Plum trees are vigorous and crop heavily, so they need plenty of sun and prefer a warm, sheltered spot that protects them from late spring frosts.
They thrive in well-drained, moisture-retentive soil such as clay or loam.
Which Plum Varieties Should I Choose?
The fruit of the plum family may be similar in appearance, but the flavour ranges hugely from sweet dessert varieties to cooking varieties that are practically inedible raw.
As a broad generalisation (with exceptions), Gages and Mirabelles are the sweetest, Plums are in the middle, and Damsons and Bullace are astringent-sour and need to be cooked.
The most popular Plum is Victoria: a really reliable producer, genuinely self-fertile, and delicious fresh or preserved.
Gages and Mirabelles have a sweetness that matches Turkish Delight: a tarte aux mirabelles, once eaten, is never forgotten, but if you have a lot of mouths to feed then they will probably eat them all fresh off the tree!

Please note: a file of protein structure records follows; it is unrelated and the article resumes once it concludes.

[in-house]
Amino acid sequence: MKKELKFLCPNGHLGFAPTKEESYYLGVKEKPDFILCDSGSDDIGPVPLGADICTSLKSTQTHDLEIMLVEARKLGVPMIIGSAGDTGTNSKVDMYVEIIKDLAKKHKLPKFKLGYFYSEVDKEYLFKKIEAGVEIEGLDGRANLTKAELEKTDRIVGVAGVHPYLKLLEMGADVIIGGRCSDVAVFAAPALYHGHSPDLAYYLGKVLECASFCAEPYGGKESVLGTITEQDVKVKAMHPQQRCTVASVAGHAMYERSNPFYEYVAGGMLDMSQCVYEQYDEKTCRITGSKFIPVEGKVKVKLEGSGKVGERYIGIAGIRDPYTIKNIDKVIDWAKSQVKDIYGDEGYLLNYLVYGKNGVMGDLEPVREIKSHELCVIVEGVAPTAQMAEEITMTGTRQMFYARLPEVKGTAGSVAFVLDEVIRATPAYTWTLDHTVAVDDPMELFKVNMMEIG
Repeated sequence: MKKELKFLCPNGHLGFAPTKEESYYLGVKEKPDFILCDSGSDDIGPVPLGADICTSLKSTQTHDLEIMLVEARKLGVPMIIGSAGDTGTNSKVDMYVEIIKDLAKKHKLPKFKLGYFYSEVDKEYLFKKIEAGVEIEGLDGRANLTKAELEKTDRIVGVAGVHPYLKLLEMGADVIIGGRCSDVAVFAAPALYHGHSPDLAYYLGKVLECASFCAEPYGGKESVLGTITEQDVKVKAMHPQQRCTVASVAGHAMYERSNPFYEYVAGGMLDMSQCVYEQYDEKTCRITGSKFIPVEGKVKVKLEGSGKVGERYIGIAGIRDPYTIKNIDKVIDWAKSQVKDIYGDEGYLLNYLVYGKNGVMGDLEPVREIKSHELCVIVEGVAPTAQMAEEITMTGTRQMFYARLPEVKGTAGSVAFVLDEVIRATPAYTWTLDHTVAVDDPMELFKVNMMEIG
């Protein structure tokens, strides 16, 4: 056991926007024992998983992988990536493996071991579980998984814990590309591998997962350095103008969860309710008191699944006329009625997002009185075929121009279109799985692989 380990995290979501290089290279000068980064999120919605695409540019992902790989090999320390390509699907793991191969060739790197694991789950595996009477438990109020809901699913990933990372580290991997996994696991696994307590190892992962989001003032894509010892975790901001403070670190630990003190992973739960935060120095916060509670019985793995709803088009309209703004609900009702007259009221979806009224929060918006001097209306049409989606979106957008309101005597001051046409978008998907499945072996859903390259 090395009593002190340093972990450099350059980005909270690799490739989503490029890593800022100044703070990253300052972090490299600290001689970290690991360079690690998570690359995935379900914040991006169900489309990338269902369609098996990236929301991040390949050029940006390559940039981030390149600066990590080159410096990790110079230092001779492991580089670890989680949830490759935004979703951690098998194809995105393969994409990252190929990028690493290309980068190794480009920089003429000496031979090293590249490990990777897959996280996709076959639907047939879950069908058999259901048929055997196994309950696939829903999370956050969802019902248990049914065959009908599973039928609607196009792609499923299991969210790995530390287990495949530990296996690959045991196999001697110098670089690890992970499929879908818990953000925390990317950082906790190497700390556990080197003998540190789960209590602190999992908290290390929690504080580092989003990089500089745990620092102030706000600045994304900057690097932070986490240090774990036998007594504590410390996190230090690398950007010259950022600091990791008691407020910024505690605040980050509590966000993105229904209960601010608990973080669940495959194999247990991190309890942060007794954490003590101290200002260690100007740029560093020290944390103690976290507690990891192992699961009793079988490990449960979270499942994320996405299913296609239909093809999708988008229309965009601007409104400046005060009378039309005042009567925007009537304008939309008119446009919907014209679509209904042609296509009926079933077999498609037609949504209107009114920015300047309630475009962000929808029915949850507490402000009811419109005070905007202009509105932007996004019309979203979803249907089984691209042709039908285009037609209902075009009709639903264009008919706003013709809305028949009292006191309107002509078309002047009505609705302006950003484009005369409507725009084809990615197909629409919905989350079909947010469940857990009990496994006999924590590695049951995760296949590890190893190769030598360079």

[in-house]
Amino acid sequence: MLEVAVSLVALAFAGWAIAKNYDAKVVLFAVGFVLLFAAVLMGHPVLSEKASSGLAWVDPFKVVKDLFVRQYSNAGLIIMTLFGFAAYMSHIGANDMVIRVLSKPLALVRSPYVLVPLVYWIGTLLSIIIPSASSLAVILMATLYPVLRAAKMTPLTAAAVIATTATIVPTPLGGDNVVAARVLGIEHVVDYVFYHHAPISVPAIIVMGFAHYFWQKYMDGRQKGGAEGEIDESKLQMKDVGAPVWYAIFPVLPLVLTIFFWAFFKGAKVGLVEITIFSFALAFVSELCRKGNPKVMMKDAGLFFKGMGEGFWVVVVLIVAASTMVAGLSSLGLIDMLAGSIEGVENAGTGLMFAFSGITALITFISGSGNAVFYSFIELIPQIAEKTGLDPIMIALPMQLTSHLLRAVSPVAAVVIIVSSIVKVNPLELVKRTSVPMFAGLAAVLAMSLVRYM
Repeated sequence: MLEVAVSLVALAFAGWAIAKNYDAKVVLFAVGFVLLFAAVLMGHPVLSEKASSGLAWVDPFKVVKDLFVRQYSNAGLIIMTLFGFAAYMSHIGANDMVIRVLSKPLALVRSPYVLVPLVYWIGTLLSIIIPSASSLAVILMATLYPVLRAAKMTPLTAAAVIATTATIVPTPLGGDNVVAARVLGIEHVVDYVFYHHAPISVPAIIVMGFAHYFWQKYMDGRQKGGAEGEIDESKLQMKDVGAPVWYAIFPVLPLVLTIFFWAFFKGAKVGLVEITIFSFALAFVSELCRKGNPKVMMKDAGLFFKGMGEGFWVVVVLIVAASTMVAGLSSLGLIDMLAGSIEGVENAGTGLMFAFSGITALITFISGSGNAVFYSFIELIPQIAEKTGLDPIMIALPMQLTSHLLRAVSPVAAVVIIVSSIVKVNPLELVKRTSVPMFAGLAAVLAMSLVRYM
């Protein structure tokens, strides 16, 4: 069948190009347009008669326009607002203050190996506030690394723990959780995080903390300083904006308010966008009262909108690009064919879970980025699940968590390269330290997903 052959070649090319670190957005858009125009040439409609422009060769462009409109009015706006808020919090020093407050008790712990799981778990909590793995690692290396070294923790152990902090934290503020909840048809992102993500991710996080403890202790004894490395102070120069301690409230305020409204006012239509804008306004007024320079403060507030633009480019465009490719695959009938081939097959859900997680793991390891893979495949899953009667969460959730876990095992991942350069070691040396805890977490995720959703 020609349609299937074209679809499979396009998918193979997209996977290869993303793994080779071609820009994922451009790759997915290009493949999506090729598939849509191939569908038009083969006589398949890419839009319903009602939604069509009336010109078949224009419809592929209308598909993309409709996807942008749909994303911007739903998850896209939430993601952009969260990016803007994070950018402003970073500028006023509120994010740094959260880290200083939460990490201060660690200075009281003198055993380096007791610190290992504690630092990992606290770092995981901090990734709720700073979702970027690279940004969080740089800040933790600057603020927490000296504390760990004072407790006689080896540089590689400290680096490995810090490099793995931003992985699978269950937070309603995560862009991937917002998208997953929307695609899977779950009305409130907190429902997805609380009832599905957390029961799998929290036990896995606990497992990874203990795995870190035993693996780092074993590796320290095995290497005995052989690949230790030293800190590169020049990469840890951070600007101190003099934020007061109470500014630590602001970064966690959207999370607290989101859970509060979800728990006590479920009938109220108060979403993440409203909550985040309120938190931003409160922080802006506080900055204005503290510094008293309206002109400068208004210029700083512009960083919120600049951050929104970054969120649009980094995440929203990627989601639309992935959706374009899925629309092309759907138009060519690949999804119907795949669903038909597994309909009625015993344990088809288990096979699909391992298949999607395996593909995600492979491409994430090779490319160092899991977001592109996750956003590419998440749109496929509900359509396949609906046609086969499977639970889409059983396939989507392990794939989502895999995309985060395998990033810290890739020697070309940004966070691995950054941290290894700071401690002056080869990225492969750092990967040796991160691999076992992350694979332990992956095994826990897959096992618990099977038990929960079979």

Gages tend to be sweeter and best eaten fresh (Cambridge Gage is a trusty British variety), and Mirabelles tend to be tangier and more multipurpose: if you had to pick one Mirabelle, de Nancy is excellent fresh or cooked.
Some Damsons and Bullaces, such as Merryweather, can be eaten fresh, and they all get sweeter as they ripen, but generally they need to be cooked.
The classic use for them is jam, and in Eastern Europe, damsons make the perfect Slivovitz.
A good damson wine is on par with port.
What Should I do with an Old Plum Tree?
Plums are relatively "live fast, die young" trees that tend to decline by the age of 30-40, if not before.
If you have inherited an old plum tree that isn't cropping too well, it's usually better to replace it.
Remember that you should not plant a new fruit tree of the same species straight into the spot where an old one was removed i.e. when you remove a Plum, replace it with something else like an Apple, Pear, or Quince.
If you know what variety it is, you can simply buy a new one, otherwise you could buy a few plum rootstocks and try your hand at grafting: it is very easy, especially with a willing subject like plums.